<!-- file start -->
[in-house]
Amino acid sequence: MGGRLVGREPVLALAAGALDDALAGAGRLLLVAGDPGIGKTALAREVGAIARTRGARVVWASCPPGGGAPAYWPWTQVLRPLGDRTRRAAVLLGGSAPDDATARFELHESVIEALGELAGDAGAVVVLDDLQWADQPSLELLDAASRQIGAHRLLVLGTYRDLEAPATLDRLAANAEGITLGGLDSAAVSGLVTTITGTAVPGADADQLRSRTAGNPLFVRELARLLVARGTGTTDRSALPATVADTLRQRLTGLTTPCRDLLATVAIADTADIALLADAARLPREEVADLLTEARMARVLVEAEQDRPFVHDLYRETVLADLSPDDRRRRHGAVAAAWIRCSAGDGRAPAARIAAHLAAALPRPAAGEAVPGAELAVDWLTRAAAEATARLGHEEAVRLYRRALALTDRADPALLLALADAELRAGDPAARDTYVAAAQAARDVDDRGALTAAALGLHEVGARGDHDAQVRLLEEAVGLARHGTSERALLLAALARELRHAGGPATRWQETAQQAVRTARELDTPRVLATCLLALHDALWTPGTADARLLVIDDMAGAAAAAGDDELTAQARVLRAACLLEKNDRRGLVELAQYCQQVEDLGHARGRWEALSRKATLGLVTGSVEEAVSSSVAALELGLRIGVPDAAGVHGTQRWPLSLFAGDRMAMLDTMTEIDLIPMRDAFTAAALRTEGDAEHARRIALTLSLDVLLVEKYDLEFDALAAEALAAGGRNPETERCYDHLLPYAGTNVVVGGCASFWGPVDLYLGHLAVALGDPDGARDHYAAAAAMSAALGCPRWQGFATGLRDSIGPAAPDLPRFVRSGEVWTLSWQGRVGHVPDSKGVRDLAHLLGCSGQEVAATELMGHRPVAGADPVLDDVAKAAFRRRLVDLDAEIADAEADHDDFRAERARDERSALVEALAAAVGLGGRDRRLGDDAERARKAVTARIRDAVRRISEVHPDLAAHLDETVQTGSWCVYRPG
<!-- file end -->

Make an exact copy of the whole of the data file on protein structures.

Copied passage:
[in-house]
Amino acid sequence: MGGRLVGREPVLALAAGALDDALAGAGRLLLVAGDPGIGKTALAREVGAIARTRGARVVWASCPPGGGAPAYWPWTQVLRPLGDRTRRAAVLLGGSAPDDATARFELHESVIEALGELAGDAGAVVVLDDLQWADQPSLELLDAASRQIGAHRLLVLGTYRDLEAPATLDRLAANAEGITLGGLDSAAVSGLVTTITGTAVPGADADQLRSRTAGNPLFVRELARLLVARGTGTTDRSALPATVADTLRQRLTGLTTPCRDLLATVAIADTADIALLADAARLPREEVADLLTEARMARVLVEAEQDRPFVHDLYRETVLADLSPDDRRRRHGAVAAAWIRCSAGDGRAPAARIAAHLAAALPRPAAGEAVPGAELAVDWLTRAAAEATARLGHEEAVRLYRRALALTDRADPALLLALADAELRAGDPAARDTYVAAAQAARDVDDRGALTAAALGLHEVGARGDHDAQVRLLEEAVGLARHGTSERALLLAALARELRHAGGPATRWQETAQQAVRTARELDTPRVLATCLLALHDALWTPGTADARLLVIDDMAGAAAAAGDDELTAQARVLRAACLLEKNDRRGLVELAQYCQQVEDLGHARGRWEALSRKATLGLVTGSVEEAVSSSVAALELGLRIGVPDAAGVHGTQRWPLSLFAGDRMAMLDTMTEIDLIPMRDAFTAAALRTEGDAEHARRIALTLSLDVLLVEKYDLEFDALAAEALAAGGRNPETERCYDHLLPYAGTNVVVGGCASFWGPVDLYLGHLAVALGDPDGARDHYAAAAAMSAALGCPRWQGFATGLRDSIGPAAPDLPRFVRSGEVWTLSWQGRVGHVPDSKGVRDLAHLLGCSGQEVAATELMGHRPVAGADPVLDDVAKAAFRRRLVDLDAEIADAEADHDDFRAERARDERSALVEALAAAVGLGGRDRRLGDDAERARKAVTARIRDAVRRISEVHPDLAAHLDETVQTGSWCVYRPG